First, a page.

I’m Tim. Son of an Army veteran-turned-engineer who never went to college and a hospice nurse who put herself through college after getting me through it. Four brothers. Yale University. Science PhD. German Marshall Memorial Fellow. Former staff at White House CEQ. Former elected city official who led passage of the first 16 years and upvoting age in America. Thirteen years at conservation non-profits and convinced there are new and more effective ways to help save the planet. I’m a practical optimist, an ENFP on the Myers Briggs test, and always willing to help if you ask or just cheer you on.
Tim founded the Environmental Policy Innovation Center in 2017. Prior to launching this startup, he served as an Associate Director at the White House Council on Environmental Quality, Vice President for Conservation Policy at Defenders of Wildlife, Director at National Fish and Wildlife Foundation, and Co-Director of agriculture policy at Environmental Defense Fund. He holds degrees in science from Yale University and the University of Hawaii. His writing has appeared in the Wall Street Journal, Washington Post, Science magazine and a diversity of peer-reviewed journals. He has received a Marshall Memorial Fellowship and AAAS Science and Technology Policy Fellowship (declined). He also ran for office and won, serving three terms as a city councilmember and leading the successful effort for that city to become the first in the country to lower its voting age to 16.
Director for Biodiversity
Ya-Wei (Jake) Li
I’m Jake. A childhood menagerie of pet snakes, turtles, and fish led me to wildlife conservation. Law degree from Cornell, where I moonlighted in conservation biology and herpetology. Represented the regulated industries as an environmental lawyer, then grew the endangered species policy program at a major non-profit, Defenders of Wildlife. Over a decade later, after sitting on both sides of the table, I’m convinced there are much better ways to engage the public and the private sector at saving endangered species.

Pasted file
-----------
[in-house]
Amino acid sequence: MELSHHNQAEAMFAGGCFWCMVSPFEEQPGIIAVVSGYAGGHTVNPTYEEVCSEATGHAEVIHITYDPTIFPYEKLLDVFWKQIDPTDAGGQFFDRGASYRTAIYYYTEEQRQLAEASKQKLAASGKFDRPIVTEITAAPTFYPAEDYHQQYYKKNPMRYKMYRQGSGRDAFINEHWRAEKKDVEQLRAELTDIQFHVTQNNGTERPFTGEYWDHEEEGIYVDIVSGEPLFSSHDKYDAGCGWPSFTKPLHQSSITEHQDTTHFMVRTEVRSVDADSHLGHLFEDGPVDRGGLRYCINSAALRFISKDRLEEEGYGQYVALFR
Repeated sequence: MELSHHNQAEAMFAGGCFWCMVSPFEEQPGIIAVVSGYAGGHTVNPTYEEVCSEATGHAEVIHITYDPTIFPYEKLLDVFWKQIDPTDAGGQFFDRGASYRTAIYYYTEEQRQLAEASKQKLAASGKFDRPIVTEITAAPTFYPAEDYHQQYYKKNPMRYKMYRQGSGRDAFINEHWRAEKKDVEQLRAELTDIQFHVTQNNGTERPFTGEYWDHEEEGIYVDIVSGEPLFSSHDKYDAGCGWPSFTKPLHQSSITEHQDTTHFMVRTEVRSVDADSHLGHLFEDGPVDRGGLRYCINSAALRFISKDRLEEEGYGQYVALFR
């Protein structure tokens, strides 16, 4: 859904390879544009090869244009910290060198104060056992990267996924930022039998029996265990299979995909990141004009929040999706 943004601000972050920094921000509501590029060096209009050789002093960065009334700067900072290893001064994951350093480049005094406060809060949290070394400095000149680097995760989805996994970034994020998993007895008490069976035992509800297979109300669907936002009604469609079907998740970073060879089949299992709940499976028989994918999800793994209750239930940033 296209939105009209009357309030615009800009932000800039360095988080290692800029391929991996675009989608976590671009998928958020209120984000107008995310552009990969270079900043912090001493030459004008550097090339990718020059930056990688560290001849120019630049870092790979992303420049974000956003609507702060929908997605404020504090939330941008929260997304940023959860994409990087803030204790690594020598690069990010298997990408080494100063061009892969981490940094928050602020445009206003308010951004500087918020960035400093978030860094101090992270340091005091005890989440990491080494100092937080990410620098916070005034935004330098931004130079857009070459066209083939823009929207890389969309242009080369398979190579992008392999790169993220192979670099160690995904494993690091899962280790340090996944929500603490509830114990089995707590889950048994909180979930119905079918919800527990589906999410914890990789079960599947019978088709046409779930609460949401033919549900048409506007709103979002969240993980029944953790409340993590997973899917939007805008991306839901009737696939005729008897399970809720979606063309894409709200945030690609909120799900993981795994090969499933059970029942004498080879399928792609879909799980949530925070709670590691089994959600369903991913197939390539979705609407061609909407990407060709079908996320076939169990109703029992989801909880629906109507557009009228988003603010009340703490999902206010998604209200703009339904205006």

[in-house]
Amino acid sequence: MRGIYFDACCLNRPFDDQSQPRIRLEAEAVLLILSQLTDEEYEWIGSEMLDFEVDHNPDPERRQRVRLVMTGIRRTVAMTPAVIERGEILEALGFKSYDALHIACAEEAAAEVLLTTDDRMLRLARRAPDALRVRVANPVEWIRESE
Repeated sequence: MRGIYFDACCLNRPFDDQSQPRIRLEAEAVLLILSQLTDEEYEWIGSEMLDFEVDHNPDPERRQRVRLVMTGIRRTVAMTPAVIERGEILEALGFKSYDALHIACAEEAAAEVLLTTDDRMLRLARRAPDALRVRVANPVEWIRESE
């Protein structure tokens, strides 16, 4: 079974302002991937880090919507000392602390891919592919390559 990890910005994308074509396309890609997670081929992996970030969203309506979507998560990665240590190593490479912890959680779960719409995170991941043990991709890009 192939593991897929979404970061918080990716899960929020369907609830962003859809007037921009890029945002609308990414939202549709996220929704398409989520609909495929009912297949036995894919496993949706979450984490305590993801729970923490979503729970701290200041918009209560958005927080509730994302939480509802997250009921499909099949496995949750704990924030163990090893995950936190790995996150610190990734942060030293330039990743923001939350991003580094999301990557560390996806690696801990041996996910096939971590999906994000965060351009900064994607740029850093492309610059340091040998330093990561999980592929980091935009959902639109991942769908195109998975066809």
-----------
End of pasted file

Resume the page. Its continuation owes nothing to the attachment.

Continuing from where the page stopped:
Jake specializes in endangered species law, policy, and science. He leads the Innovation Center’s biodiversity program, which focuses on developing innovative strategies to conserve imperiled species. This work includes nearly every aspect of the Endangered Species Act, especially consultations, recovery planning, and funding.
Jake’s approach emphasizes the use of data science to yield evidence-based approaches to understanding the strengths and weaknesses of the Act and other wildlife conservation programs. He then uses this knowledge to develop pragmatic, innovative solutions for wildlife and the regulated community. He works closely with other conservation organizations, federal and state agencies, scientists, congressional offices, and the regulated community to find novel solutions to complex or contentious endangered species issues.
From 2010 - 2018, Jake held various positions at Defenders of Wildlife, including as Vice President of Endangered Species Conservation and the Director of the Center for Conservation Innovation. In those roles, Jake oversaw the organization’s endangered species innovation, geographic information system, and science programs. Before joining Defenders, Jake practiced environmental law at Latham & Watkins, LLP. There, he worked on regulatory counseling and litigation relating to endangered species, air and water contaminants, pesticides, chemical regulation, environmental assessments, and renewable energy.
Jake holds a B.S. from Drexel University and a J.D. from Cornell University Law School. At Cornell, Jake also completed graduate coursework in conservation biology and herpetology. He is licensed to practice law in D.C.
Director of Markets